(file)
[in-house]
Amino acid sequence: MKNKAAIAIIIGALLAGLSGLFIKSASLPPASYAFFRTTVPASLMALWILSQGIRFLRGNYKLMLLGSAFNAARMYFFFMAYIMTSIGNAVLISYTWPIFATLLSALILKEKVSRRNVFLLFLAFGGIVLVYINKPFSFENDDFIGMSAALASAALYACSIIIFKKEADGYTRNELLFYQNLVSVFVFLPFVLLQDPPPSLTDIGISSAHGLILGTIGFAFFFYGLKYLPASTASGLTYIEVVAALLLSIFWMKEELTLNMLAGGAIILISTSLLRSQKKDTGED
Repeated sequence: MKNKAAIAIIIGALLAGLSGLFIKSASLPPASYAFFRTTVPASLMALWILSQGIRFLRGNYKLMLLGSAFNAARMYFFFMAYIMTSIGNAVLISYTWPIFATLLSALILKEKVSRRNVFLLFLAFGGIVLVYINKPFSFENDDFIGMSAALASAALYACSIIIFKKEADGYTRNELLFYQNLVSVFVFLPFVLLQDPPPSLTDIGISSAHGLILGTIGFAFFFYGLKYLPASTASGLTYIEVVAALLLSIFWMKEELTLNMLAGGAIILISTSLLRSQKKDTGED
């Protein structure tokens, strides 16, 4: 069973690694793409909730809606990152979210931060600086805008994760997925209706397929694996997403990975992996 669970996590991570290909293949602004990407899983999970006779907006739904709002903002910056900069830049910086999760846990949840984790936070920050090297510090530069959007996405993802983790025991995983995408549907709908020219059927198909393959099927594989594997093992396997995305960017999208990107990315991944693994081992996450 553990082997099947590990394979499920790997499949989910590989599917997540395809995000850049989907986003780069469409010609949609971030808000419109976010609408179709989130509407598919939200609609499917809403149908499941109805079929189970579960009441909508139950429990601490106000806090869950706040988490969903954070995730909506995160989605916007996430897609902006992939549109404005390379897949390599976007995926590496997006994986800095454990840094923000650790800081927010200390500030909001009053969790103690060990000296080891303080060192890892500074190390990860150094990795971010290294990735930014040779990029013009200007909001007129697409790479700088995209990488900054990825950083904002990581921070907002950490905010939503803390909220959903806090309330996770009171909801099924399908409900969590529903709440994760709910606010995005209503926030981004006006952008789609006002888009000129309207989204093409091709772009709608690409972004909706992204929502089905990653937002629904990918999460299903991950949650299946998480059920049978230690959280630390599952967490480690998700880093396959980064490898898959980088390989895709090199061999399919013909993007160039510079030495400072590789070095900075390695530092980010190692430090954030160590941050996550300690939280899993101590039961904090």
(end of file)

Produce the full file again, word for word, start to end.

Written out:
[in-house]
Amino acid sequence: MKNKAAIAIIIGALLAGLSGLFIKSASLPPASYAFFRTTVPASLMALWILSQGIRFLRGNYKLMLLGSAFNAARMYFFFMAYIMTSIGNAVLISYTWPIFATLLSALILKEKVSRRNVFLLFLAFGGIVLVYINKPFSFENDDFIGMSAALASAALYACSIIIFKKEADGYTRNELLFYQNLVSVFVFLPFVLLQDPPPSLTDIGISSAHGLILGTIGFAFFFYGLKYLPASTASGLTYIEVVAALLLSIFWMKEELTLNMLAGGAIILISTSLLRSQKKDTGED
Repeated sequence: MKNKAAIAIIIGALLAGLSGLFIKSASLPPASYAFFRTTVPASLMALWILSQGIRFLRGNYKLMLLGSAFNAARMYFFFMAYIMTSIGNAVLISYTWPIFATLLSALILKEKVSRRNVFLLFLAFGGIVLVYINKPFSFENDDFIGMSAALASAALYACSIIIFKKEADGYTRNELLFYQNLVSVFVFLPFVLLQDPPPSLTDIGISSAHGLILGTIGFAFFFYGLKYLPASTASGLTYIEVVAALLLSIFWMKEELTLNMLAGGAIILISTSLLRSQKKDTGED
């Protein structure tokens, strides 16, 4: 069973690694793409909730809606990152979210931060600086805008994760997925209706397929694996997403990975992996 669970996590991570290909293949602004990407899983999970006779907006739904709002903002910056900069830049910086999760846990949840984790936070920050090297510090530069959007996405993802983790025991995983995408549907709908020219059927198909393959099927594989594997093992396997995305960017999208990107990315991944693994081992996450 553990082997099947590990394979499920790997499949989910590989599917997540395809995000850049989907986003780069469409010609949609971030808000419109976010609408179709989130509407598919939200609609499917809403149908499941109805079929189970579960009441909508139950429990601490106000806090869950706040988490969903954070995730909506995160989605916007996430897609902006992939549109404005390379897949390599976007995926590496997006994986800095454990840094923000650790800081927010200390500030909001009053969790103690060990000296080891303080060192890892500074190390990860150094990795971010290294990735930014040779990029013009200007909001007129697409790479700088995209990488900054990825950083904002990581921070907002950490905010939503803390909220959903806090309330996770009171909801099924399908409900969590529903709440994760709910606010995005209503926030981004006006952008789609006002888009000129309207989204093409091709772009709608690409972004909706992204929502089905990653937002629904990918999460299903991950949650299946998480059920049978230690959280630390599952967490480690998700880093396959980064490898898959980088390989895709090199061999399919013909993007160039510079030495400072590789070095900075390695530092980010190692430090954030160590941050996550300690939280899993101590039961904090």